Conscience Objections and Religious Liberty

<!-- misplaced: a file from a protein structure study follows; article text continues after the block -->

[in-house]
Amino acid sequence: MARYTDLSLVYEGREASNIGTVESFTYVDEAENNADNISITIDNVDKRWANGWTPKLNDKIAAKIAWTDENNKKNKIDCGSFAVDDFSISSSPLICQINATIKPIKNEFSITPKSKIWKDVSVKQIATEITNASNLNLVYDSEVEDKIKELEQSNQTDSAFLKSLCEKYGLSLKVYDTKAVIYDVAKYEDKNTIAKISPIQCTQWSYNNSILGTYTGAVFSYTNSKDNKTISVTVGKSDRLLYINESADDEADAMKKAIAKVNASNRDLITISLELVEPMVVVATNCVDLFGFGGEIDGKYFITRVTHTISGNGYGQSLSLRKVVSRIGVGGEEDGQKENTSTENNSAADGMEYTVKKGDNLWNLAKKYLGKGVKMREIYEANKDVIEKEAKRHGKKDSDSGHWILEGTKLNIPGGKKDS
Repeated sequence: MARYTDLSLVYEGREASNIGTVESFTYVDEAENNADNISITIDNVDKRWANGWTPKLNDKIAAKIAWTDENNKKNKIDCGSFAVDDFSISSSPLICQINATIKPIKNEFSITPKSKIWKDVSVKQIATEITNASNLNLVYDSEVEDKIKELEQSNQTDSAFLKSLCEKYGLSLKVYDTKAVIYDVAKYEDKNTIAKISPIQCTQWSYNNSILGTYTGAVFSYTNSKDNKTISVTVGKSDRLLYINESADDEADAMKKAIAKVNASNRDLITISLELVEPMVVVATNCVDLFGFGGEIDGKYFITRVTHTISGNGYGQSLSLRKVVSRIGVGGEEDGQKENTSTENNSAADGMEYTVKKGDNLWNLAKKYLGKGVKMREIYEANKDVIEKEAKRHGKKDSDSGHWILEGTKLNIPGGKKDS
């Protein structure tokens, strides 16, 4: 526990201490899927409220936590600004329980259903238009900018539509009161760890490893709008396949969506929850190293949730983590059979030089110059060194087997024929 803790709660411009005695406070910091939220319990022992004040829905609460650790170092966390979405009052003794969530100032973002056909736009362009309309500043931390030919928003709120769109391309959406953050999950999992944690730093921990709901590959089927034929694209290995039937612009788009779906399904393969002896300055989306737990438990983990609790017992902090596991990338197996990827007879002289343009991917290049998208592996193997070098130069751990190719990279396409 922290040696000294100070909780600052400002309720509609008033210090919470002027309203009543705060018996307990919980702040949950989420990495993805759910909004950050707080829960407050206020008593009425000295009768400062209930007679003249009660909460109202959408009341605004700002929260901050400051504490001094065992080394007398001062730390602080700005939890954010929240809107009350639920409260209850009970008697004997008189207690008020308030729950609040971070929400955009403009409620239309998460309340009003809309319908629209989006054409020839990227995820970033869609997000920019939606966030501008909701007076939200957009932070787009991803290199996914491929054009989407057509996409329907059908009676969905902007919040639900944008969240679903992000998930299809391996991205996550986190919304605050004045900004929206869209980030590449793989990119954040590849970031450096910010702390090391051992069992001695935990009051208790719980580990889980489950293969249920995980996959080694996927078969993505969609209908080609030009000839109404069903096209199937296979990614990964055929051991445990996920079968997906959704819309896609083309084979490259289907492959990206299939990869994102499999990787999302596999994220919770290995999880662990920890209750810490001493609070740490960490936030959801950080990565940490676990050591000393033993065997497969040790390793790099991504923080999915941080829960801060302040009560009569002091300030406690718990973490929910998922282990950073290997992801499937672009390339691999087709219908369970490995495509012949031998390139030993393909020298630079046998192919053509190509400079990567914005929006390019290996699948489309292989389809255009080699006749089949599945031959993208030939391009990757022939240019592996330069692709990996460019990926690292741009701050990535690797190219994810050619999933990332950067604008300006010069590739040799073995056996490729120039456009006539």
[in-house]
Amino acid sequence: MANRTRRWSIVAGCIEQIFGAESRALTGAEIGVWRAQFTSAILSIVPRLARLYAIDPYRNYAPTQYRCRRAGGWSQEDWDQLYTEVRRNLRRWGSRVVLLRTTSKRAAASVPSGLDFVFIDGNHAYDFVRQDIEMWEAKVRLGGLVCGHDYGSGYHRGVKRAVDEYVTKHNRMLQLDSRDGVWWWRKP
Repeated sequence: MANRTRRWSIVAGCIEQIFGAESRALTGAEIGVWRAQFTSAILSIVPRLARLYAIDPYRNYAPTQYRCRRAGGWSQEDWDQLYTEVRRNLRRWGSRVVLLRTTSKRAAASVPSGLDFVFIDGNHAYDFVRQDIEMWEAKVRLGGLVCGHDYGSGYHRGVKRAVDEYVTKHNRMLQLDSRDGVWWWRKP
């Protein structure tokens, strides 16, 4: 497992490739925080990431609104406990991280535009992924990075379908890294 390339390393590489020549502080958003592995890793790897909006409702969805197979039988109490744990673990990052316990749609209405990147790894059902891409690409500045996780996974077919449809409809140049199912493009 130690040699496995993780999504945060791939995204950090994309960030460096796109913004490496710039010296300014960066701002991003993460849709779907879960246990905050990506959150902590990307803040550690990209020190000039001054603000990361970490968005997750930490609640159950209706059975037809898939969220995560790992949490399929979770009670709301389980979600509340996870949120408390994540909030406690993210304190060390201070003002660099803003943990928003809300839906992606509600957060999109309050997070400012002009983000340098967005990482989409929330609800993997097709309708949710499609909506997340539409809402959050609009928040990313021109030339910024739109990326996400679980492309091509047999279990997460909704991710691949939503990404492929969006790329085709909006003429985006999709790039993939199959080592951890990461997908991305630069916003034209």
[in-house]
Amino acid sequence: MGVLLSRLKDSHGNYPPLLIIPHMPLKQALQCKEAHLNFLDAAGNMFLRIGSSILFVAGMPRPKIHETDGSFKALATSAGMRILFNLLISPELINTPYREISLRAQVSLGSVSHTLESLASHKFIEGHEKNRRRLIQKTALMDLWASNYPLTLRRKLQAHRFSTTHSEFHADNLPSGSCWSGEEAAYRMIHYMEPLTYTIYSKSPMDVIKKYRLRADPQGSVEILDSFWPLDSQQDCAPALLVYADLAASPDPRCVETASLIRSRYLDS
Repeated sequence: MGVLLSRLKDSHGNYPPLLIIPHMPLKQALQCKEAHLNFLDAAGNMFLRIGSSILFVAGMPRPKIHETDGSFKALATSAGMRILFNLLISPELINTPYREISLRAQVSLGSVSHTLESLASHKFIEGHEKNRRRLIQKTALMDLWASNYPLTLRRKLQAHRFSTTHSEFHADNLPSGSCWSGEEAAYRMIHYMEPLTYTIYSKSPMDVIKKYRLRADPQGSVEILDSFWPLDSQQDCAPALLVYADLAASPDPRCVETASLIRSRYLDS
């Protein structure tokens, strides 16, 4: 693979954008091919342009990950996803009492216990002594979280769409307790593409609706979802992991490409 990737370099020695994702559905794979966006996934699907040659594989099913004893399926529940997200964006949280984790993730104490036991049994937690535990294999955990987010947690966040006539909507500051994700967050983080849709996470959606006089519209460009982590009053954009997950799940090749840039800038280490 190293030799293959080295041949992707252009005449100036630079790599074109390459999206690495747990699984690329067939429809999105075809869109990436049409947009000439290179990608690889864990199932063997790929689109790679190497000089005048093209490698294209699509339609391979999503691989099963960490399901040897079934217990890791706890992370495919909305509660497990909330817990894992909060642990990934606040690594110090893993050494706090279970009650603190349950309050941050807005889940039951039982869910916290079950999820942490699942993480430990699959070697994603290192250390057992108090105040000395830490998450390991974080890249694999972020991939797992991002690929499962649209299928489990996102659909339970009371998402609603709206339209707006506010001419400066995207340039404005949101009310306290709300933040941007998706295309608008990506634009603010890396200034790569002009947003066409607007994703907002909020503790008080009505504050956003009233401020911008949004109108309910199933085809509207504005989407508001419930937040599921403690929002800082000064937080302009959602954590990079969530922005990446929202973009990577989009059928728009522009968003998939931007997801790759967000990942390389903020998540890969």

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ABSTRACTZENIT - Conscience Objections and Religious Liberty Indexed Archive | Advanced Search | The World Seen From Rome Zenit? All about Zenit Testimonies Services Conditions of use How is Zenit financed Prizes and Recognitions Faqs Identity and Organization Technical Problems Receive zenit Subscribe by Email Unsubscribe Gift-Subscriptions Zenit in RSS Zenit on your Web Conditions of use Problems receiving Zenit Support zenit Send a donation How is Zenit financed Legal Status Participate Help Zenit Spread Zenit Give the gift of Zenit Recommend Zenit Contact us FAQ Identity and Organization Technical Problems Advertising Contact us English > See information Why I support ZENIT... SEND DONATION ZE12031302 - 2012-03-13 Permalink: http://www.zenit.org/article-34443?l=english Conscience Objections and Religious Liberty On a Different View of Rights and Citizen-Government Relationship By Robert Royal ROME, MARCH 13, 2012 ( Zenit.org ).- The following is an English version of a presentation originally given in Italian, at a Feb. 29 event organized in Rome by the Tocqueville-Acton Institute, Fondazione Caelo et Terra, and Rubbettino Editore for Italian parliamentarians and the public.  * * * I would like to thank everyone who helped organize this event. This is an important subject that is beginning to manifest itself in all developed countries, from the United States to Europe, Australia to Canada. I do not want to be melodramatic but I really think we're beginning to see the emergence of a different view not only of fundamental rights, but of the relationship between citizens and government, which is fundamentally altering notions of the rights of conscience and of conscience itself. This change is not inevitable. But it requires us all to recognize the problem and to do something -- even if the hour is late.   I want to speak in particular, of course, about the current situation in the United States, which is to say, President Obama’s pressure on Catholic institutions, which is not really a question of rights of conscience, as I hope to explain. There is much confusion about what constitute conscience objections and that which is even more important, in my opinion, the most fundamental -- religious freedom.  So, I have three main points: first, to show a true case of a conscience objection, in the proper sense of the term; then, to indicate a cultural problem that is preventing resolution of still other conscience problems; and finally, I would like to analyze a bit the well known controversy in the United States right now on "Obamacare" and religious freedom.   So, let me begin with an example of protection of conscience, correctly understood. In Washington State in the United States, a lawsuit was filed against several pharmacists who refuse to dispense Plan-B drugs and Ella, which are in some cases abortifacients, for reasons of conscience. A large majority in the association of pharmacists in Washington State agreed with them on matters of conscience. But the state, and in particular the Governor Chris Gregoire, a Catholic in theory, have tried to force all pharmacists to dispense all legal medications. The case went to court – a state court not federal. The court found that in the past, pharmacists have been granted exemptions to sell or not sell various types of drugs and devices for economic, business, and other reasons. Since the state found no reason to force pharmacists in these circumstances, then why would it force them when serious moral issues are involved? The pharmacists won the case in a very liberal state on the Pacific coast. But we know why the state has made this attempt: because it wants to eliminate all public resistance to the procedures that progressive leaders now see as the most fundamental rights, far more worthy of protection than those of conscience or religion.   In this case, the judge did the right thing. But how long will this sense of awareness persist among the cultural elite? Another case may provide an answer. And this is my second point. In America, as here in Europe, the movement to allow gay marriage is growing every day. There are many people – I am one of them – and there are also the churches, who believe in civil rights for gay people, as for all people, but consider marriage as something unique, an institution that exists prior to the state. But in the debate, gay marriage is presented as a “fundamental right,” even if that right appears in no part of American Constitution or any other controlling document. By contrast, the resistance to this unfounded new right is presented as something parallel to the denial of basic civil rights to African-Americans before 1960. (In fact, as we know, it’s presented as a psychological disease called homophobia.)  In other words, churches, synagogues, mosques, chapels, individuals, etc. who see marriage as only between a man and a woman are placed in the same m.......